The Laurel Wreath Award: A Streetcar Named Desire

         I think the 1951 film A Streetcar Named Desire, directed by Elia Kazan in 1951 and based on Tennessee Williams’ 1947 play, should be awarded the laurel wreath for best adaptation. The movie not only captures the essence of Williams’ play; it also effectively employs settings, costumes, and characters.

         When Tennessee Williams wrote Streetcar, I think he wanted audiences to walk away shocked, confused, and a little pissed. I think he wanted his audience to really think about things—the rape, abuse, etc.—and Kazan and his fellow film makers do a great job of keeping these topics controversial without overdoing it or being too risqué. The film is adapted perfectly.

           The setting and costumes suggest hot nights in New Orleans. This helps to add to the desire of the characters. If Kazan would have changed the costumes or setting, he would have lost the entire feel of the play. However, he does a great job by keeping the setting the same as the source material.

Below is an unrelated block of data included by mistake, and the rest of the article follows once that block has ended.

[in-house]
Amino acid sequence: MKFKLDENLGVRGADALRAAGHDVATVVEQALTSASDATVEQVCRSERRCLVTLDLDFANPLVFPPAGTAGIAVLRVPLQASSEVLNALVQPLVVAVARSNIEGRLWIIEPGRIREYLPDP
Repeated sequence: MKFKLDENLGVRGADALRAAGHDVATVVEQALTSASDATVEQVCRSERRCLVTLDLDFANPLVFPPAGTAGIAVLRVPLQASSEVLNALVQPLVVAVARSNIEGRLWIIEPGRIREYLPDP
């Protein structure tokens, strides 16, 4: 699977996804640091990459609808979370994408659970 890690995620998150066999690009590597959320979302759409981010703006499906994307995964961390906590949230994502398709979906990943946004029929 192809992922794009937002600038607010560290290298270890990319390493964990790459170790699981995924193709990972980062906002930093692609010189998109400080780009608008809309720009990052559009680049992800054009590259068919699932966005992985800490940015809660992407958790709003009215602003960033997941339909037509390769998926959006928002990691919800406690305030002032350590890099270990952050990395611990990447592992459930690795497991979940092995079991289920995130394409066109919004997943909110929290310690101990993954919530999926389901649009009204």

The movie could not win this award without the actors. Marlon Brando is great at playing Stanley, a husband whose emotions run the gamut from loving to explosively violent. Vivien Leigh also does a great job going from angel to vixen to lunatic as Blanche DuBois. Overall, all the characters really add to this wonderful adaptation.

         I think this film is very deserving of the laurel wreath. It has a wonderful essence, effective scenery and costumes, and convincing actors—all ingredients in a great adaptation.

Amber Lyles

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